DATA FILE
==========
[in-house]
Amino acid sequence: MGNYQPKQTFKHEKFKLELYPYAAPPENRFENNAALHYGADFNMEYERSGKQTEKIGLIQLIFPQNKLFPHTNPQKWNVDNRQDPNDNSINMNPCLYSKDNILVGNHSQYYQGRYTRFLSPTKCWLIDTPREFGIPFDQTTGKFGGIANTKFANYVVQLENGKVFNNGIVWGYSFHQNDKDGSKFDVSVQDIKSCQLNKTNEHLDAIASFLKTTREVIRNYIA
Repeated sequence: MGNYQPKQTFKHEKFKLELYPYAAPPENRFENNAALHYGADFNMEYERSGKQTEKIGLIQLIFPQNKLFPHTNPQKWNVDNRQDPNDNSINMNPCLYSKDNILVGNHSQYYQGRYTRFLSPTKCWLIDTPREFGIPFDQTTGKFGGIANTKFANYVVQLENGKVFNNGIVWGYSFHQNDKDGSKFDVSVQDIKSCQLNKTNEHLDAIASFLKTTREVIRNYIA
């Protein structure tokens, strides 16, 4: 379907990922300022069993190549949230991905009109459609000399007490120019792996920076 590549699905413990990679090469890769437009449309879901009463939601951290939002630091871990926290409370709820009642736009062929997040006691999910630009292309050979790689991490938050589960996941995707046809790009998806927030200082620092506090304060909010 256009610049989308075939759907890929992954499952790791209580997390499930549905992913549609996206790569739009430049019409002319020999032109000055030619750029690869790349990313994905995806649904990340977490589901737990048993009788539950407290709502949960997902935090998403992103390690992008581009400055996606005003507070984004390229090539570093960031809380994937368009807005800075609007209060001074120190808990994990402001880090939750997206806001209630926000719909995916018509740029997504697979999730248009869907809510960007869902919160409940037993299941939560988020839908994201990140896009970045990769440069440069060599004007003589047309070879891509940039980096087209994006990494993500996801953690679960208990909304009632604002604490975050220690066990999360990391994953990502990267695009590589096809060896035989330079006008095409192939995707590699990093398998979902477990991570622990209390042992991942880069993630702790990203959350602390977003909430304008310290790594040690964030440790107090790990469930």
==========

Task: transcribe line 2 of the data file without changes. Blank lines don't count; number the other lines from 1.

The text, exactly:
Amino acid sequence: MGNYQPKQTFKHEKFKLELYPYAAPPENRFENNAALHYGADFNMEYERSGKQTEKIGLIQLIFPQNKLFPHTNPQKWNVDNRQDPNDNSINMNPCLYSKDNILVGNHSQYYQGRYTRFLSPTKCWLIDTPREFGIPFDQTTGKFGGIANTKFANYVVQLENGKVFNNGIVWGYSFHQNDKDGSKFDVSVQDIKSCQLNKTNEHLDAIASFLKTTREVIRNYIA